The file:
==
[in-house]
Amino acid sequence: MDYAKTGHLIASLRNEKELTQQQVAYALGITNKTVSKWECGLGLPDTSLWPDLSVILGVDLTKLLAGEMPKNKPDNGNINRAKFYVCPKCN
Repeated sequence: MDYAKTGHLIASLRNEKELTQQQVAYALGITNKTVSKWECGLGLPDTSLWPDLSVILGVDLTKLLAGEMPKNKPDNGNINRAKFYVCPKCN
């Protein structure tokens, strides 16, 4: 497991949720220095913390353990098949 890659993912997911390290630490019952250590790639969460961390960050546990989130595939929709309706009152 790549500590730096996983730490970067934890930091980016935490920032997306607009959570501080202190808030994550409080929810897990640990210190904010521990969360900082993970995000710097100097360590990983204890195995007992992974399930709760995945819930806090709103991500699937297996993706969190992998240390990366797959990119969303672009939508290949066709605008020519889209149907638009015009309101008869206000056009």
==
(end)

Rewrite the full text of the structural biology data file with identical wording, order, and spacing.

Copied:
[in-house]
Amino acid sequence: MDYAKTGHLIASLRNEKELTQQQVAYALGITNKTVSKWECGLGLPDTSLWPDLSVILGVDLTKLLAGEMPKNKPDNGNINRAKFYVCPKCN
Repeated sequence: MDYAKTGHLIASLRNEKELTQQQVAYALGITNKTVSKWECGLGLPDTSLWPDLSVILGVDLTKLLAGEMPKNKPDNGNINRAKFYVCPKCN
């Protein structure tokens, strides 16, 4: 497991949720220095913390353990098949 890659993912997911390290630490019952250590790639969460961390960050546990989130595939929709309706009152 790549500590730096996983730490970067934890930091980016935490920032997306607009959570501080202190808030994550409080929810897990640990210190904010521990969360900082993970995000710097100097360590990983204890195995007992992974399930709760995945819930806090709103991500699937297996993706969190992998240390990366797959990119969303672009939508290949066709605008020519889209149907638009015009309101008869206000056009």